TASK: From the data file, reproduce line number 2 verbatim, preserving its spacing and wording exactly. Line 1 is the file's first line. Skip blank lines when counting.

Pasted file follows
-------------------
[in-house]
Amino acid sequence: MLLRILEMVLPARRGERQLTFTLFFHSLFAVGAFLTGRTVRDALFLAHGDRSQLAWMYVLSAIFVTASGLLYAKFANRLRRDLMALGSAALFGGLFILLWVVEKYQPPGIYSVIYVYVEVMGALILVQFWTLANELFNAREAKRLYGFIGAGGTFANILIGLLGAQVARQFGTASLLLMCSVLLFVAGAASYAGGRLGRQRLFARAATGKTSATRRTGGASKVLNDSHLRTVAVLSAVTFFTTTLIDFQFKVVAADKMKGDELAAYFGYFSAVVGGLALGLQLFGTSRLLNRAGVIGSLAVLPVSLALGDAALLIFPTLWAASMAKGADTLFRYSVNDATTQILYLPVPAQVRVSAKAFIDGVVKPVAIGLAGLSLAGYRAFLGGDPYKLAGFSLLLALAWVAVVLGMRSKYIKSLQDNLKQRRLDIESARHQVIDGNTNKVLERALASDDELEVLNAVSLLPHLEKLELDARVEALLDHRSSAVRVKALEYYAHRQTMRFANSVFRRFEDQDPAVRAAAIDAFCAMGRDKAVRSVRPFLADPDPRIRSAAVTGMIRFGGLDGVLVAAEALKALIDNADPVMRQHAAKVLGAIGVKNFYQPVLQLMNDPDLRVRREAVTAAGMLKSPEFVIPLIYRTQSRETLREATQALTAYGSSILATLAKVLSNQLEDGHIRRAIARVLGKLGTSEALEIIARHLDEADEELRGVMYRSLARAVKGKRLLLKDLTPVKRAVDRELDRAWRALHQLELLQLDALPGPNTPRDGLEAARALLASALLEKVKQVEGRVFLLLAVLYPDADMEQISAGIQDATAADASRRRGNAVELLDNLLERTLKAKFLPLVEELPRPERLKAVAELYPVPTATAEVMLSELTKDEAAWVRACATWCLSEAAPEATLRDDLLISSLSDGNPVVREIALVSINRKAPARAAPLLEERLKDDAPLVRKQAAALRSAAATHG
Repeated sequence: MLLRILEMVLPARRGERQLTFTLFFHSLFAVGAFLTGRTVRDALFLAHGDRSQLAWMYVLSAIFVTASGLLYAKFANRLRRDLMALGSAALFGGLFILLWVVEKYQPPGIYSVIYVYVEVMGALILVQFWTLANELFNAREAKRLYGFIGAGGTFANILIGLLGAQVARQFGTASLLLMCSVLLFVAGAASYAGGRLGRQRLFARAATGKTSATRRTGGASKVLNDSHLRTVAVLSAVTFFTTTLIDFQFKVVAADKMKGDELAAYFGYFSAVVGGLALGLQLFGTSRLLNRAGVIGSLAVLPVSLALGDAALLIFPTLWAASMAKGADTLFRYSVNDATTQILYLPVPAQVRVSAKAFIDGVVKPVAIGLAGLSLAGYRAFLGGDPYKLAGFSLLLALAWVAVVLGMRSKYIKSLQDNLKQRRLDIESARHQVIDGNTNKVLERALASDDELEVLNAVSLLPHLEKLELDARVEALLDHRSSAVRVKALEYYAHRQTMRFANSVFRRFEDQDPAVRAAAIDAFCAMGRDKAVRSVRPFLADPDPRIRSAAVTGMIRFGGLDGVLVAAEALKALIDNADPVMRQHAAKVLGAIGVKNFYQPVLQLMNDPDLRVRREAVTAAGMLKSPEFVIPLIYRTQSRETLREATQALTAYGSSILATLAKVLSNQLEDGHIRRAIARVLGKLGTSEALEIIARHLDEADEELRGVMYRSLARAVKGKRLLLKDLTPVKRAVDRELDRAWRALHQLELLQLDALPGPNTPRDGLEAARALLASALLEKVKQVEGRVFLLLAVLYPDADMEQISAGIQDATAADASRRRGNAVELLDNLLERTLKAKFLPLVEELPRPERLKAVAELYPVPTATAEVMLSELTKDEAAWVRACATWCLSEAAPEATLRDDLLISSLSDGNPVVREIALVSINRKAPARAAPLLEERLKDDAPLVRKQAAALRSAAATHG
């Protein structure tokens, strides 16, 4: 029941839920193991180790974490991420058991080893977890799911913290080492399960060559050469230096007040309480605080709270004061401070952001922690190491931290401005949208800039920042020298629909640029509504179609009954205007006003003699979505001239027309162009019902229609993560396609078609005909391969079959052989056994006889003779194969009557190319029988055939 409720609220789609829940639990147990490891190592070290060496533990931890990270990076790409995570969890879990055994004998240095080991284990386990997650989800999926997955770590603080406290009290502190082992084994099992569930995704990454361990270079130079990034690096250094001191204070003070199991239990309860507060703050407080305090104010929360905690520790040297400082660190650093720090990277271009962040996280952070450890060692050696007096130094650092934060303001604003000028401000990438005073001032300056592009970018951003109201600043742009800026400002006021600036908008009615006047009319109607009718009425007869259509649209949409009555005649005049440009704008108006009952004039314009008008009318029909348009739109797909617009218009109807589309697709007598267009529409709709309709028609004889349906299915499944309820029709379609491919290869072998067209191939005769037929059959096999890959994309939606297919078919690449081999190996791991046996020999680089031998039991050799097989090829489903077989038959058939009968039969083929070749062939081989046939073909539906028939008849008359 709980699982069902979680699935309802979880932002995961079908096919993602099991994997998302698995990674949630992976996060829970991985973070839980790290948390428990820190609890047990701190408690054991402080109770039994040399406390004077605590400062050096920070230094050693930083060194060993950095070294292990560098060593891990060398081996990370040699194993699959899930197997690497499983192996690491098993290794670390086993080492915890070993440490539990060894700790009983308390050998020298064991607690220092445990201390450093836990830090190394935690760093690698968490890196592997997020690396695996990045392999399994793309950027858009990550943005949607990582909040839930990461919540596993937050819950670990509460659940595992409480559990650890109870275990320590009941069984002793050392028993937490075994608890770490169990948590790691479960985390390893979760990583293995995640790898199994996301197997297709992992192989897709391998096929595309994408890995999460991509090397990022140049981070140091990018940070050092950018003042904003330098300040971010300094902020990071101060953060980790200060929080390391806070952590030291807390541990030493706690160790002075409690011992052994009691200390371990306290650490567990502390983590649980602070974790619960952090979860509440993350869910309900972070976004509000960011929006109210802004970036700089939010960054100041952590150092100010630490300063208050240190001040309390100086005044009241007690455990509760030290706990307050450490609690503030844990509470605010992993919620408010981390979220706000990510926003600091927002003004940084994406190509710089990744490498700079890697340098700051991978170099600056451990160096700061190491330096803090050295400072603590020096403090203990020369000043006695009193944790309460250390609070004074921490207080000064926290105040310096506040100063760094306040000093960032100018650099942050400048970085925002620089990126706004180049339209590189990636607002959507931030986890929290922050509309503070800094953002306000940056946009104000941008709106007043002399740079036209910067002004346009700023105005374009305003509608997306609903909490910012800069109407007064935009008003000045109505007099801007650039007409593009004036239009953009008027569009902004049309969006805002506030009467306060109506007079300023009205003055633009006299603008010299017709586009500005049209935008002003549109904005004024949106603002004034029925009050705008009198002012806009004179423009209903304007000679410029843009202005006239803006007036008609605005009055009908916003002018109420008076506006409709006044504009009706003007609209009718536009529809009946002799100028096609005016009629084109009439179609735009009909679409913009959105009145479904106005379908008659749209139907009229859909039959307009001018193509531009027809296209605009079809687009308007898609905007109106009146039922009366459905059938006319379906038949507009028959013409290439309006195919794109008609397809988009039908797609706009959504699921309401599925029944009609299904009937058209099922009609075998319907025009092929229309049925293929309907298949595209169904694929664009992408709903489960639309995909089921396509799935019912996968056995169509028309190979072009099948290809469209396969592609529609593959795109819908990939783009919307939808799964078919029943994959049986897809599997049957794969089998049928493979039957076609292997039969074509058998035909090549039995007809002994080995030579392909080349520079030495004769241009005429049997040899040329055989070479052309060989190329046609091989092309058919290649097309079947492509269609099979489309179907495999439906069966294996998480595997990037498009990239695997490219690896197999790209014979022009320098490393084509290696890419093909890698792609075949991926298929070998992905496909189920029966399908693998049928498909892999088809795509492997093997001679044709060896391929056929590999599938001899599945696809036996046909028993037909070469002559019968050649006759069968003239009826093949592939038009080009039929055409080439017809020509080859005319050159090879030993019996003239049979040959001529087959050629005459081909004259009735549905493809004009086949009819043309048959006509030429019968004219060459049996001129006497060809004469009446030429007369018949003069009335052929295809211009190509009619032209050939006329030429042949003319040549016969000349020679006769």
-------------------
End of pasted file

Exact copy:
Amino acid sequence: MLLRILEMVLPARRGERQLTFTLFFHSLFAVGAFLTGRTVRDALFLAHGDRSQLAWMYVLSAIFVTASGLLYAKFANRLRRDLMALGSAALFGGLFILLWVVEKYQPPGIYSVIYVYVEVMGALILVQFWTLANELFNAREAKRLYGFIGAGGTFANILIGLLGAQVARQFGTASLLLMCSVLLFVAGAASYAGGRLGRQRLFARAATGKTSATRRTGGASKVLNDSHLRTVAVLSAVTFFTTTLIDFQFKVVAADKMKGDELAAYFGYFSAVVGGLALGLQLFGTSRLLNRAGVIGSLAVLPVSLALGDAALLIFPTLWAASMAKGADTLFRYSVNDATTQILYLPVPAQVRVSAKAFIDGVVKPVAIGLAGLSLAGYRAFLGGDPYKLAGFSLLLALAWVAVVLGMRSKYIKSLQDNLKQRRLDIESARHQVIDGNTNKVLERALASDDELEVLNAVSLLPHLEKLELDARVEALLDHRSSAVRVKALEYYAHRQTMRFANSVFRRFEDQDPAVRAAAIDAFCAMGRDKAVRSVRPFLADPDPRIRSAAVTGMIRFGGLDGVLVAAEALKALIDNADPVMRQHAAKVLGAIGVKNFYQPVLQLMNDPDLRVRREAVTAAGMLKSPEFVIPLIYRTQSRETLREATQALTAYGSSILATLAKVLSNQLEDGHIRRAIARVLGKLGTSEALEIIARHLDEADEELRGVMYRSLARAVKGKRLLLKDLTPVKRAVDRELDRAWRALHQLELLQLDALPGPNTPRDGLEAARALLASALLEKVKQVEGRVFLLLAVLYPDADMEQISAGIQDATAADASRRRGNAVELLDNLLERTLKAKFLPLVEELPRPERLKAVAELYPVPTATAEVMLSELTKDEAAWVRACATWCLSEAAPEATLRDDLLISSLSDGNPVVREIALVSINRKAPARAAPLLEERLKDDAPLVRKQAAALRSAAATHG